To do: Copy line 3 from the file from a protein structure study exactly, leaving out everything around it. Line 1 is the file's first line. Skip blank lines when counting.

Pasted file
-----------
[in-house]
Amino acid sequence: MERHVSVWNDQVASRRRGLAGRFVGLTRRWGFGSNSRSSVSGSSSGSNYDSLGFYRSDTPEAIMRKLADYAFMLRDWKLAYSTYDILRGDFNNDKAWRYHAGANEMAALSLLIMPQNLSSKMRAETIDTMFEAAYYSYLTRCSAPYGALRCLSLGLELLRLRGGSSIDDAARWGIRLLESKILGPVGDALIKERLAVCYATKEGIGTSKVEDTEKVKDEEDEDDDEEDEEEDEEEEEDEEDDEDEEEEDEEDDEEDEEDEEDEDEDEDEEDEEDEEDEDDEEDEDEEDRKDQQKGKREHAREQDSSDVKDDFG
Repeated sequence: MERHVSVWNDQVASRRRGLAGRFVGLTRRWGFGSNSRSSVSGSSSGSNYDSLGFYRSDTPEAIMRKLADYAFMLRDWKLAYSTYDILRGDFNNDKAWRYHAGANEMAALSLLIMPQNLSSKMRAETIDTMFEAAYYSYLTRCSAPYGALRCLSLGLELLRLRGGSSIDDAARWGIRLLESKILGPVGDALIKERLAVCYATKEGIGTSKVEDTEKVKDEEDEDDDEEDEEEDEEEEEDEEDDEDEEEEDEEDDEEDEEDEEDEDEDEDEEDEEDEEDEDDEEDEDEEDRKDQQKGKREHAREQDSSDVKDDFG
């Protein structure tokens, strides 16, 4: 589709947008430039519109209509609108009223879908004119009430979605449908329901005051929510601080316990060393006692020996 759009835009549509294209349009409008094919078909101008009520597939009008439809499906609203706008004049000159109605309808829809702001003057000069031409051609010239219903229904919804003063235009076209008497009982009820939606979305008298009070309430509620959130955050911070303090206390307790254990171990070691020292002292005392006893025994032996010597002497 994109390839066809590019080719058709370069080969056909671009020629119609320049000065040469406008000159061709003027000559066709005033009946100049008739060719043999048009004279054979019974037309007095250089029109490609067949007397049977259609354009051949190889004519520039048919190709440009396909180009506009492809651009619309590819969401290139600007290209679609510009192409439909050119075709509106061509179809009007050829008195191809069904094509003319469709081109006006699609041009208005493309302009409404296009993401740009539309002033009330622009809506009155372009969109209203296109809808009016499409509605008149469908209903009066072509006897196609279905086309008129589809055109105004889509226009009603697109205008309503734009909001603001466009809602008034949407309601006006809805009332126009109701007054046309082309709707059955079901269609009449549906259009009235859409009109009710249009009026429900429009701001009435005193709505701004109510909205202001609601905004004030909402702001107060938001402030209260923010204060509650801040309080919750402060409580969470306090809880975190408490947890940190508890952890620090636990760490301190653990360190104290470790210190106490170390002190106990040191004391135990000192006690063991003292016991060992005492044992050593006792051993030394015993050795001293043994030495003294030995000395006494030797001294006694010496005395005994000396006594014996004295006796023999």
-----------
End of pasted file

Repeated sequence: MERHVSVWNDQVASRRRGLAGRFVGLTRRWGFGSNSRSSVSGSSSGSNYDSLGFYRSDTPEAIMRKLADYAFMLRDWKLAYSTYDILRGDFNNDKAWRYHAGANEMAALSLLIMPQNLSSKMRAETIDTMFEAAYYSYLTRCSAPYGALRCLSLGLELLRLRGGSSIDDAARWGIRLLESKILGPVGDALIKERLAVCYATKEGIGTSKVEDTEKVKDEEDEDDDEEDEEEDEEEEEDEEDDEDEEEEDEEDDEEDEEDEEDEDEDEDEEDEEDEEDEDDEEDEDEEDRKDQQKGKREHAREQDSSDVKDDFG